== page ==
Odio said that Harry Reid’s leadership on the DREAM Act in 2010 was likely enough to convince many Latino voters that Democrats were supporting immigrants. But 11 years later, it’s become less clear which party is getting things done on the issue.
That could change if Democrats manage to secure immigration reform provisions in the massive Build Back Better spending package under consideration. One proposal would allow undocumented people who meet specific criteria, such as being in the country before 2011, to receive “parole,” or protection from deportation and work authorization that lasts for five years.
“Any kind of legalization package that happens or could happen, or is being considered in the Senate right now would be bigger than anything that's been done in the last at least 20 to maybe even 50 years,” Valencia said. “So it is a huge opportunity for Democrats to make that progress. And absent that, I think they will have a lot harder of a case to make.”
It’s too early to tell whether the economy will remain the dominant concern in the next cycle, or whether metrics such as inflation and unemployment will subside to the point that the cards will reshuffle, Odio said. Another variable is that Nevada Latinos voters are known to make their voting decisions late.
“They're holding back on who they're gonna vote for. They're gonna hold back on whether they’re gonna vote at all,” Odio said. “And so I think a lot of that vote choice is gonna end up getting shaped starting now. But we won't see its full form until kind of late in the cycle.”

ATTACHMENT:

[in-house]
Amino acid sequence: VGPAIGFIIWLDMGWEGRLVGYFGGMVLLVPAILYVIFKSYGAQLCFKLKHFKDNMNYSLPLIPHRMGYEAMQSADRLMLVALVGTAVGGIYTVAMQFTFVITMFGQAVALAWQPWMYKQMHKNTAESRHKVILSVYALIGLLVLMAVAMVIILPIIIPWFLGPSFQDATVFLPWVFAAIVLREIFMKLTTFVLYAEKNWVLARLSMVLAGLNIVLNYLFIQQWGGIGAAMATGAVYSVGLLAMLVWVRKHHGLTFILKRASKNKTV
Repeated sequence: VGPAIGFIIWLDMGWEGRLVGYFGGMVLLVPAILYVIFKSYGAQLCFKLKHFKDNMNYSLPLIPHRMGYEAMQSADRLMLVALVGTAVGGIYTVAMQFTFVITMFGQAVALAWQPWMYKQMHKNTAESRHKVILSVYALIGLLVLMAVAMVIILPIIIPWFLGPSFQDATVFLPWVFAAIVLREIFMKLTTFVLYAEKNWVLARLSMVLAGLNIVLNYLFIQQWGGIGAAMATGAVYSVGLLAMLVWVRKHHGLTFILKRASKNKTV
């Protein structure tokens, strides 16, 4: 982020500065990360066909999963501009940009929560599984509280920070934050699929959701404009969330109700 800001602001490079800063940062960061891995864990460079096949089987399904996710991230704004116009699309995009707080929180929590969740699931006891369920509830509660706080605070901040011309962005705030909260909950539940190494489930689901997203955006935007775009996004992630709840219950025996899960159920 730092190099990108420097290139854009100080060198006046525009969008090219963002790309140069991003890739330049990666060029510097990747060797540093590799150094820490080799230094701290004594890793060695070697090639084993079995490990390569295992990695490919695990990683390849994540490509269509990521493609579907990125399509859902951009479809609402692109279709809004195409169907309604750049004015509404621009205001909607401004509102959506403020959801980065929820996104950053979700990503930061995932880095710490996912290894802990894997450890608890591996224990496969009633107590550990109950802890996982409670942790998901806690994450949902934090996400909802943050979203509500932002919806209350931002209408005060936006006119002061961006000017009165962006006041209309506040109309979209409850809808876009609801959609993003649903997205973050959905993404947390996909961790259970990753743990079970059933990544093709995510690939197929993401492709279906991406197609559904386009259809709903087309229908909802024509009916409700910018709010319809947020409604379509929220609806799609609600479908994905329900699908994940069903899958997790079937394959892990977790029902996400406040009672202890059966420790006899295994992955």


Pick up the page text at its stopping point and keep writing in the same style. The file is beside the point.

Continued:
A “permission structure”
Equis researchers identified several reasons they believe Latino voters who were more coalesced against Trump in 2016 broke more frequently for the incumbent in 2020. One is that Hispanics were experiencing historically low unemployment and accelerating growth in wealth before the pandemic, not necessarily because of Trump’s actions but amid broader, favorable economic trends that started after the Great Recession.
“That gives those voters a way to say, … ‘I don't like him. I don't like how he treats my people. I don't agree with him on a lot of things. But he's gonna do better on the economy. And that is the biggest priority for my family right now.’ And that opens a gateway to embracing his candidacy for a variety of other reasons as well,” Odio said.
Another rationale for voters changing sides was the debate about whether to prioritize the economy or public health during the pandemic. Analysts say the debate, for some, became a referendum on hard work and the American Dream and “created a permission structure for formerly hesitant Latinos to embrace Trump’s candidacy.”
Authors acknowledged their report leaves some key questions unanswered, including whether the fact that Trump was the incumbent and people had become more familiar with him drove a shift, and why only about 50 percent of eligible Latino voters cast a ballot in the 2020 election. That abstention rate is higher than for other racial and ethnic groups, and adds further uncertainty to predictions.
“The churn between elections, shapes so much of the vote choice. We just assume it's 10 voters this election, 10 voters that election, a few of them changed our minds,” Odio said. “But in reality, you're talking about a third or more of Latino voters who wouldn't have voted in the previous election.”
See the analysis below: